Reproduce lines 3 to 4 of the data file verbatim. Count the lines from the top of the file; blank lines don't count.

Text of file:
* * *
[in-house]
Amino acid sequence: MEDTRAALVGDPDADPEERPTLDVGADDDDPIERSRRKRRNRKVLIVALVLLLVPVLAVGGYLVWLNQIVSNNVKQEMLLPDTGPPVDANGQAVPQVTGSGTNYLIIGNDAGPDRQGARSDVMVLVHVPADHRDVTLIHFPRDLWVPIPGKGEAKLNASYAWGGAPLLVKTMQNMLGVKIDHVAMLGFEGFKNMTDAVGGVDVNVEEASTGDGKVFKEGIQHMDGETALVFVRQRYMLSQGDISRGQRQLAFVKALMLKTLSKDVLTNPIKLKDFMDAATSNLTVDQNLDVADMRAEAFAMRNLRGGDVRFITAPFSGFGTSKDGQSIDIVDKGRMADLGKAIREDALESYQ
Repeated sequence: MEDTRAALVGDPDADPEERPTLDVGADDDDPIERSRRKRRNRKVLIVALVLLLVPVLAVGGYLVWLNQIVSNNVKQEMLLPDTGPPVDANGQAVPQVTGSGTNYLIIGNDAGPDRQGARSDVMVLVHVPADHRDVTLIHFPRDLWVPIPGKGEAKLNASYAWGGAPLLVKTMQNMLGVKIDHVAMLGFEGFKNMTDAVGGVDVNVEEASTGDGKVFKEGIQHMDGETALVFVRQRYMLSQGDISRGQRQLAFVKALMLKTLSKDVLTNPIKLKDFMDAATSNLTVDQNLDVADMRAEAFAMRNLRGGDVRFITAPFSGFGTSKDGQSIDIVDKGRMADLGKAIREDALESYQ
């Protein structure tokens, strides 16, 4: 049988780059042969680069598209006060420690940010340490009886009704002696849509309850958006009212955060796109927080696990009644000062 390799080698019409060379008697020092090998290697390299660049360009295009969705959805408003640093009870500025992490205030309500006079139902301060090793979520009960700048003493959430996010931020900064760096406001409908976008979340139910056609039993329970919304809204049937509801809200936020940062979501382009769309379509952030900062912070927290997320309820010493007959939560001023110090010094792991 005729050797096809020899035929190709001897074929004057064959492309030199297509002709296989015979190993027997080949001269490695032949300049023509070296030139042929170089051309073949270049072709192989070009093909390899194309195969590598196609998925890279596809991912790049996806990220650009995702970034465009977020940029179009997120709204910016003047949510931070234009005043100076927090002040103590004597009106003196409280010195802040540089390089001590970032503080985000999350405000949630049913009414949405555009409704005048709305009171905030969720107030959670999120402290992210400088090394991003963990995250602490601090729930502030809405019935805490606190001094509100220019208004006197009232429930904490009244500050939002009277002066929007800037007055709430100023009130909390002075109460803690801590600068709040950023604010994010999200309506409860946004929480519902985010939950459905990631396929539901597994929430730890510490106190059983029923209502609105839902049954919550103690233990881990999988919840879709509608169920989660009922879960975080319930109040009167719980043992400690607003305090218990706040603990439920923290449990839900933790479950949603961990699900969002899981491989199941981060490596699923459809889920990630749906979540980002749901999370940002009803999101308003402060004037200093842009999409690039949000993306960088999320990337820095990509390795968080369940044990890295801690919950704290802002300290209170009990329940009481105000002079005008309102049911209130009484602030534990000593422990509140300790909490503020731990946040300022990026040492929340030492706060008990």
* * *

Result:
Repeated sequence: MEDTRAALVGDPDADPEERPTLDVGADDDDPIERSRRKRRNRKVLIVALVLLLVPVLAVGGYLVWLNQIVSNNVKQEMLLPDTGPPVDANGQAVPQVTGSGTNYLIIGNDAGPDRQGARSDVMVLVHVPADHRDVTLIHFPRDLWVPIPGKGEAKLNASYAWGGAPLLVKTMQNMLGVKIDHVAMLGFEGFKNMTDAVGGVDVNVEEASTGDGKVFKEGIQHMDGETALVFVRQRYMLSQGDISRGQRQLAFVKALMLKTLSKDVLTNPIKLKDFMDAATSNLTVDQNLDVADMRAEAFAMRNLRGGDVRFITAPFSGFGTSKDGQSIDIVDKGRMADLGKAIREDALESYQ
């Protein structure tokens, strides 16, 4: 049988780059042969680069598209006060420690940010340490009886009704002696849509309850958006009212955060796109927080696990009644000062 390799080698019409060379008697020092090998290697390299660049360009295009969705959805408003640093009870500025992490205030309500006079139902301060090793979520009960700048003493959430996010931020900064760096406001409908976008979340139910056609039993329970919304809204049937509801809200936020940062979501382009769309379509952030900062912070927290997320309820010493007959939560001023110090010094792991 005729050797096809020899035929190709001897074929004057064959492309030199297509002709296989015979190993027997080949001269490695032949300049023509070296030139042929170089051309073949270049072709192989070009093909390899194309195969590598196609998925890279596809991912790049996806990220650009995702970034465009977020940029179009997120709204910016003047949510931070234009005043100076927090002040103590004597009106003196409280010195802040540089390089001590970032503080985000999350405000949630049913009414949405555009409704005048709305009171905030969720107030959670999120402290992210400088090394991003963990995250602490601090729930502030809405019935805490606190001094509100220019208004006197009232429930904490009244500050939002009277002066929007800037007055709430100023009130909390002075109460803690801590600068709040950023604010994010999200309506409860946004929480519902985010939950459905990631396929539901597994929430730890510490106190059983029923209502609105839902049954919550103690233990881990999988919840879709509608169920989660009922879960975080319930109040009167719980043992400690607003305090218990706040603990439920923290449990839900933790479950949603961990699900969002899981491989199941981060490596699923459809889920990630749906979540980002749901999370940002009803999101308003402060004037200093842009999409690039949000993306960088999320990337820095990509390795968080369940044990890295801690919950704290802002300290209170009990329940009481105000002079005008309102049911209130009484602030534990000593422990509140300790909490503020731990946040300022990026040492929340030492706060008990």